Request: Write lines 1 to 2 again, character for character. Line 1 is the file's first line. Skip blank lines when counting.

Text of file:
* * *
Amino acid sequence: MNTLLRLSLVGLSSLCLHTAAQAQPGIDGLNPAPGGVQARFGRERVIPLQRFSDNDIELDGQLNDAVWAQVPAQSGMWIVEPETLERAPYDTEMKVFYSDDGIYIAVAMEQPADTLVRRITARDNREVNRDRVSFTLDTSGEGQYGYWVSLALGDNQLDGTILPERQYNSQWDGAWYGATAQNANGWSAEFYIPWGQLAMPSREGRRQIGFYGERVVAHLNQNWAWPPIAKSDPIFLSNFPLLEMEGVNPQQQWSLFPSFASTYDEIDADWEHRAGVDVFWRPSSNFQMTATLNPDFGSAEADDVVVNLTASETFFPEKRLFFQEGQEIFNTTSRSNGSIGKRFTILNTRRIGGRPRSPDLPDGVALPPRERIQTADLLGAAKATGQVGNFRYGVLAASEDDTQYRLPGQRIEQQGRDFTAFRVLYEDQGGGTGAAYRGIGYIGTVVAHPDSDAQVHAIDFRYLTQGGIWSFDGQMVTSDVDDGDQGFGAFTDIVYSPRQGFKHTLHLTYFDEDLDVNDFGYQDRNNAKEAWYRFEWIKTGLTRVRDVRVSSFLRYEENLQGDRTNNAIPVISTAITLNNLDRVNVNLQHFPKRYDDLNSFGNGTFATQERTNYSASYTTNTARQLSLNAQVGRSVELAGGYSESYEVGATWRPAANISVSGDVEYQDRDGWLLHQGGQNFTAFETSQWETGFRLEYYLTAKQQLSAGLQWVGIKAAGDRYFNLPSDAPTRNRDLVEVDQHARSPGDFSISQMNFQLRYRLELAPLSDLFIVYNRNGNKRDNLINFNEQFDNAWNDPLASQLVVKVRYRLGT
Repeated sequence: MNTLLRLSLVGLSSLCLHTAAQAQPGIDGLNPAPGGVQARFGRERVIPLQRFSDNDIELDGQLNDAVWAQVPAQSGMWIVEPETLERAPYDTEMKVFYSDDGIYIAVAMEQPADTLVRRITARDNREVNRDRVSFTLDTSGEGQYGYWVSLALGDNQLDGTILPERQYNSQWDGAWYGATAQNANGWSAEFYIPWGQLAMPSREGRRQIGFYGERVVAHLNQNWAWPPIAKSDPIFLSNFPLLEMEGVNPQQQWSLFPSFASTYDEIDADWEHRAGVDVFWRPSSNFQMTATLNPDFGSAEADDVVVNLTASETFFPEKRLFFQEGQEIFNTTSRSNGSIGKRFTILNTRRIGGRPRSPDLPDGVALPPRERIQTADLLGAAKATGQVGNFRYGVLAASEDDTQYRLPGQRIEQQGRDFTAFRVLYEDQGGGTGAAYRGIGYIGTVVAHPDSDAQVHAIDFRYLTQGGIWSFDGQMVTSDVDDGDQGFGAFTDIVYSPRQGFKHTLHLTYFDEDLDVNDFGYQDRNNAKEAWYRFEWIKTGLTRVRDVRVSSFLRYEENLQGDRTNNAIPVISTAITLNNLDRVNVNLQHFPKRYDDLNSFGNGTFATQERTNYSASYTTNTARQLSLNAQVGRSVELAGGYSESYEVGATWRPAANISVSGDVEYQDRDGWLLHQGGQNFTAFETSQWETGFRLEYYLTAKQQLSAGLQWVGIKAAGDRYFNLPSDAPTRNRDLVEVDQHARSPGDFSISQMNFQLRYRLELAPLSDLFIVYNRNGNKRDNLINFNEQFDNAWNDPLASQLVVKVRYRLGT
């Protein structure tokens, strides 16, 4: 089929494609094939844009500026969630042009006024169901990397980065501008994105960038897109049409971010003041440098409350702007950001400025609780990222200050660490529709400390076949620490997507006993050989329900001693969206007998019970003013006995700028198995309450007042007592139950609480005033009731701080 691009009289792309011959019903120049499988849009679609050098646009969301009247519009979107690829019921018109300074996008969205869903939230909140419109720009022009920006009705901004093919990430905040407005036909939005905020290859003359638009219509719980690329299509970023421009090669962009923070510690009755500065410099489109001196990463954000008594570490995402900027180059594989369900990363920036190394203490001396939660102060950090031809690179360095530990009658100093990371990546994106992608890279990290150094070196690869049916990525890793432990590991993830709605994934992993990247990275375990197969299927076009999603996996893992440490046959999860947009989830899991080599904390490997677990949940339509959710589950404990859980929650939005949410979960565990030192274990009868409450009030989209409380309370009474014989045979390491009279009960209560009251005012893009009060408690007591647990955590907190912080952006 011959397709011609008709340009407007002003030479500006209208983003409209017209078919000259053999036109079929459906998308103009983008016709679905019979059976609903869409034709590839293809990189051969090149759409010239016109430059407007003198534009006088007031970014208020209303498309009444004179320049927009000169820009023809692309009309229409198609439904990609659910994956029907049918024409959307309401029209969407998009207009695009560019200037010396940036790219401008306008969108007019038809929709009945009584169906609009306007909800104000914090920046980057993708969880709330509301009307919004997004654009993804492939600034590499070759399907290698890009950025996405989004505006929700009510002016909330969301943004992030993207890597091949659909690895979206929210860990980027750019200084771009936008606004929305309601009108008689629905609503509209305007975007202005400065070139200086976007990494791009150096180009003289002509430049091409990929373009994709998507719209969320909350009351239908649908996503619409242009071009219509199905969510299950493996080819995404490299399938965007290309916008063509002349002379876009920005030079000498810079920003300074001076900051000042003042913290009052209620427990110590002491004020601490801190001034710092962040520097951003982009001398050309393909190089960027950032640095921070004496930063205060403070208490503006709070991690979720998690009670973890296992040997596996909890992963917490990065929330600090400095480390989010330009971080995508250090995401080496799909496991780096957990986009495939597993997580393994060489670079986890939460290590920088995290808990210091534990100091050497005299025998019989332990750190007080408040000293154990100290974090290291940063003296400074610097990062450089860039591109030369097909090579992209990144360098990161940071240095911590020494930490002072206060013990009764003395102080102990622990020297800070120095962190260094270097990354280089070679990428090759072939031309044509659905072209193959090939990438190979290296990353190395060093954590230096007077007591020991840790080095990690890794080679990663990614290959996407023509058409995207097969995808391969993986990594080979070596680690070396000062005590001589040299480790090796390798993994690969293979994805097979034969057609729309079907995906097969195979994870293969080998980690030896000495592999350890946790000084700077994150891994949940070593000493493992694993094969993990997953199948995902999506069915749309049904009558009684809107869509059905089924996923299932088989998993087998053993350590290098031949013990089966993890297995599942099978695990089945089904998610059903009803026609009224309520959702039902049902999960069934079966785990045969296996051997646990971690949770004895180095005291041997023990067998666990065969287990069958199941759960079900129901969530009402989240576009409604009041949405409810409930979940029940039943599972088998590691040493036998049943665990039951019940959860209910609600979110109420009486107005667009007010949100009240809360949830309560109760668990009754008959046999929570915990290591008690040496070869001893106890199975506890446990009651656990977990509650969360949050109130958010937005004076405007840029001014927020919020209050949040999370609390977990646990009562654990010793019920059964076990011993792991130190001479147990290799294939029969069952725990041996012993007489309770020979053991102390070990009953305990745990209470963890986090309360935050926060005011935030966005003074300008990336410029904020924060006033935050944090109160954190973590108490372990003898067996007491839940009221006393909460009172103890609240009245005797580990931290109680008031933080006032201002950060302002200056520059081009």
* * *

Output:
Amino acid sequence: MNTLLRLSLVGLSSLCLHTAAQAQPGIDGLNPAPGGVQARFGRERVIPLQRFSDNDIELDGQLNDAVWAQVPAQSGMWIVEPETLERAPYDTEMKVFYSDDGIYIAVAMEQPADTLVRRITARDNREVNRDRVSFTLDTSGEGQYGYWVSLALGDNQLDGTILPERQYNSQWDGAWYGATAQNANGWSAEFYIPWGQLAMPSREGRRQIGFYGERVVAHLNQNWAWPPIAKSDPIFLSNFPLLEMEGVNPQQQWSLFPSFASTYDEIDADWEHRAGVDVFWRPSSNFQMTATLNPDFGSAEADDVVVNLTASETFFPEKRLFFQEGQEIFNTTSRSNGSIGKRFTILNTRRIGGRPRSPDLPDGVALPPRERIQTADLLGAAKATGQVGNFRYGVLAASEDDTQYRLPGQRIEQQGRDFTAFRVLYEDQGGGTGAAYRGIGYIGTVVAHPDSDAQVHAIDFRYLTQGGIWSFDGQMVTSDVDDGDQGFGAFTDIVYSPRQGFKHTLHLTYFDEDLDVNDFGYQDRNNAKEAWYRFEWIKTGLTRVRDVRVSSFLRYEENLQGDRTNNAIPVISTAITLNNLDRVNVNLQHFPKRYDDLNSFGNGTFATQERTNYSASYTTNTARQLSLNAQVGRSVELAGGYSESYEVGATWRPAANISVSGDVEYQDRDGWLLHQGGQNFTAFETSQWETGFRLEYYLTAKQQLSAGLQWVGIKAAGDRYFNLPSDAPTRNRDLVEVDQHARSPGDFSISQMNFQLRYRLELAPLSDLFIVYNRNGNKRDNLINFNEQFDNAWNDPLASQLVVKVRYRLGT
Repeated sequence: MNTLLRLSLVGLSSLCLHTAAQAQPGIDGLNPAPGGVQARFGRERVIPLQRFSDNDIELDGQLNDAVWAQVPAQSGMWIVEPETLERAPYDTEMKVFYSDDGIYIAVAMEQPADTLVRRITARDNREVNRDRVSFTLDTSGEGQYGYWVSLALGDNQLDGTILPERQYNSQWDGAWYGATAQNANGWSAEFYIPWGQLAMPSREGRRQIGFYGERVVAHLNQNWAWPPIAKSDPIFLSNFPLLEMEGVNPQQQWSLFPSFASTYDEIDADWEHRAGVDVFWRPSSNFQMTATLNPDFGSAEADDVVVNLTASETFFPEKRLFFQEGQEIFNTTSRSNGSIGKRFTILNTRRIGGRPRSPDLPDGVALPPRERIQTADLLGAAKATGQVGNFRYGVLAASEDDTQYRLPGQRIEQQGRDFTAFRVLYEDQGGGTGAAYRGIGYIGTVVAHPDSDAQVHAIDFRYLTQGGIWSFDGQMVTSDVDDGDQGFGAFTDIVYSPRQGFKHTLHLTYFDEDLDVNDFGYQDRNNAKEAWYRFEWIKTGLTRVRDVRVSSFLRYEENLQGDRTNNAIPVISTAITLNNLDRVNVNLQHFPKRYDDLNSFGNGTFATQERTNYSASYTTNTARQLSLNAQVGRSVELAGGYSESYEVGATWRPAANISVSGDVEYQDRDGWLLHQGGQNFTAFETSQWETGFRLEYYLTAKQQLSAGLQWVGIKAAGDRYFNLPSDAPTRNRDLVEVDQHARSPGDFSISQMNFQLRYRLELAPLSDLFIVYNRNGNKRDNLINFNEQFDNAWNDPLASQLVVKVRYRLGT